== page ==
Nobody denies it can be dispiriting to sit in a virtual waiting room, hoping to get Red Rocks concert tickets, only to find out that every seat sold out within minutes of going on sale. Yet that's exactly what happens to Denver concert-goers each year. Who's to blame: the ticket sellers, nefarious bots, or street-side scalpers? Chris Walker's cover story, "Bot and Sold: Who's Really Gobbling Up Red Rocks Tickets," looked into the question, provoking quite a response from readers. Says Mike:
The fact that the companies that sell tickets own the re-sell sites is a problem.. there are tickets available on these re-sell sites the second after they become available for purchase (in some cases I've even seen them listed before they go on sale) and for twice the price or more.. not to mention the slap in the face when they direct you to their re-sell page and show you all the tickets you can now buy for a huge mark up.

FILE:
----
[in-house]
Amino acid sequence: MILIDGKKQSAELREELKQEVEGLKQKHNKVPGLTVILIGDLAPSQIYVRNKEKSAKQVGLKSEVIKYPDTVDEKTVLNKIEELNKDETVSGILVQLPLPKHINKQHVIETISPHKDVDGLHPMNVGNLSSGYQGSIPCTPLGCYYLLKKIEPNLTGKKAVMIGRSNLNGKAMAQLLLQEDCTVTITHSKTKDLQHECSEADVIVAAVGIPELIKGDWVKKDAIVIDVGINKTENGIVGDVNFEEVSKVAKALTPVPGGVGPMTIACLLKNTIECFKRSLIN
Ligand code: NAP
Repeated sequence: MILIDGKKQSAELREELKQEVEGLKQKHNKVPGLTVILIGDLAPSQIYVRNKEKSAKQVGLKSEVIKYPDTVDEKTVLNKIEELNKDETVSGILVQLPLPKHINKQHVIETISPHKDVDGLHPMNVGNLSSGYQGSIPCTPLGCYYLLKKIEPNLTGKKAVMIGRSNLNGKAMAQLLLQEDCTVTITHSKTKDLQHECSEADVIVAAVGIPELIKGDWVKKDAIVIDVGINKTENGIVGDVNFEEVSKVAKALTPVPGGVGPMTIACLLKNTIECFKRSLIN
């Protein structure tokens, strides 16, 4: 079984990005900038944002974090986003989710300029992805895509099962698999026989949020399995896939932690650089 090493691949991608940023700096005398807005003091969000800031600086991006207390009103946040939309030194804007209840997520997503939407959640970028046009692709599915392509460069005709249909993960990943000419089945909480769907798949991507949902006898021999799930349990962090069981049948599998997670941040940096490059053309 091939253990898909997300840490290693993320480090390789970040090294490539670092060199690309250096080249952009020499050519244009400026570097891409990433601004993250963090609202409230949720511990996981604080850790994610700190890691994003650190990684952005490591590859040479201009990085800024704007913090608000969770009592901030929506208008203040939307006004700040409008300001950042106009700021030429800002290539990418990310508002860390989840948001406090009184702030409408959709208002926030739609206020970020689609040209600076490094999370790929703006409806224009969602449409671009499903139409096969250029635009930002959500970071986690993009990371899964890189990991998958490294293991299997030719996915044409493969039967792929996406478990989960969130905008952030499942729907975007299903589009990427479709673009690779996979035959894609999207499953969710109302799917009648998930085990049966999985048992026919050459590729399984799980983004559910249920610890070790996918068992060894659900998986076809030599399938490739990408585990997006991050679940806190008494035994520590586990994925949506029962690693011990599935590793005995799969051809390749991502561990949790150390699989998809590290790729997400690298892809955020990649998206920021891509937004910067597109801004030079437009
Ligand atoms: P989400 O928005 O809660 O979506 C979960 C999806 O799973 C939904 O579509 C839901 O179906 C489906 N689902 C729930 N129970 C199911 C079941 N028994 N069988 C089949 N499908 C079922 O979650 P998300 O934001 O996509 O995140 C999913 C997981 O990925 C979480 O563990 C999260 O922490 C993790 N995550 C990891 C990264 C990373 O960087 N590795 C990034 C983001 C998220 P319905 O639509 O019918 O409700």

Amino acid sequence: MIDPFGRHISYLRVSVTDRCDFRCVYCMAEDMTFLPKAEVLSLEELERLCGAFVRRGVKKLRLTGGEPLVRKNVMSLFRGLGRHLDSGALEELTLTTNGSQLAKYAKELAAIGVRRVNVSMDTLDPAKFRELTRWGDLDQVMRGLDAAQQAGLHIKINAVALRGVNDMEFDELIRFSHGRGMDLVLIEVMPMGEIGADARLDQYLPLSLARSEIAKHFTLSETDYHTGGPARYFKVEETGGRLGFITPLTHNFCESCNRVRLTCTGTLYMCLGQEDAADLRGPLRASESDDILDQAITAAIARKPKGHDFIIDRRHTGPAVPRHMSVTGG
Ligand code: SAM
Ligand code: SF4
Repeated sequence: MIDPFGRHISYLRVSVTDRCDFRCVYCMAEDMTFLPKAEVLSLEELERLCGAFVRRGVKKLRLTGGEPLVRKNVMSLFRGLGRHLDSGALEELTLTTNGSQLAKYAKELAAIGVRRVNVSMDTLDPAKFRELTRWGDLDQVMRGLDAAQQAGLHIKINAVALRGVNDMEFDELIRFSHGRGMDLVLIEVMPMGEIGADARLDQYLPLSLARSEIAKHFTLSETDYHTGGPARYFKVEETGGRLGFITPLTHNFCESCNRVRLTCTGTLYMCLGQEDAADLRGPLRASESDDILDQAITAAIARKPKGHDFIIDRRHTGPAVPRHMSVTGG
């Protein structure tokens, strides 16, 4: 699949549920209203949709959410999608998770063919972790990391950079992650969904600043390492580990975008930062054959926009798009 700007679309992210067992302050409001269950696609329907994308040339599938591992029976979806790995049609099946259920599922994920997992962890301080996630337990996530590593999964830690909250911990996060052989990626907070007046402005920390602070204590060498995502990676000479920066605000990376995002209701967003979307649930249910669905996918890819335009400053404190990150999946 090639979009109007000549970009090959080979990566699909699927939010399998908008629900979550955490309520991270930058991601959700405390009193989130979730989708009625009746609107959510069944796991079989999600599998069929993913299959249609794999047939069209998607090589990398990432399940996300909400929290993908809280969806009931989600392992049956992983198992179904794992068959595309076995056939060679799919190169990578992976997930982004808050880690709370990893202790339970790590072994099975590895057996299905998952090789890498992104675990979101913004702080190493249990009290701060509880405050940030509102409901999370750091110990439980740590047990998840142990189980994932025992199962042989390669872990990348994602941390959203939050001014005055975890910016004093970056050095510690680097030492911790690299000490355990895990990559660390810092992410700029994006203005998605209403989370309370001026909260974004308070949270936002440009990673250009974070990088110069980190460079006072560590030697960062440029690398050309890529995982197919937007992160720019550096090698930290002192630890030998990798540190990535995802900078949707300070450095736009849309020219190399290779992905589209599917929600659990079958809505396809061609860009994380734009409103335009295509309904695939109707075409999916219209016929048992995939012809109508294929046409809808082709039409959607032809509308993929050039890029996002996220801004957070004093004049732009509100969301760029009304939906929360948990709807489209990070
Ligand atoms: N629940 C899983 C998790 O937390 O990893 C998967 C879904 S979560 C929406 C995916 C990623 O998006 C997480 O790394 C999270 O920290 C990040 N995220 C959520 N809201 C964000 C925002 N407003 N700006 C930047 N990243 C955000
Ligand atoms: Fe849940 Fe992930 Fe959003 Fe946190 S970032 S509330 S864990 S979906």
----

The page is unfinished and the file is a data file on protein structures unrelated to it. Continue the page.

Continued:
AXS is the problem. It's torture to get tickets. They do things like making you go through reCAPTCHA Hell BEFORE telling you that there are no tickets available instead of after you have tickets in your cart, to top a huge list of annoyances.
Then Benjamin weighs in:
Whether it's bots is irrelevant. It's scalpers and and the ticket seeking companies have figured out how to make money off of them. This won't be fixed until people stop buying tickets, which isn't going to happen.
In addition, the fees for just buying a ticket are insane, and there's no alternative locations to buy. Again, they don't care u till we stop buying.
The AXS ticketing system sucks, but the truth is 9500 just isn't a lot of tickets. Especially considering the level of acts that are booked and the venue's status as a bucket list/destination location for many people.
Keep reading for our coverage of Red Rocks and ticketing in Denver.
Punches and Public Urination at the Chance the Rapper Red Rocks Concert
What do you think about the ticketing system at Red Rocks?
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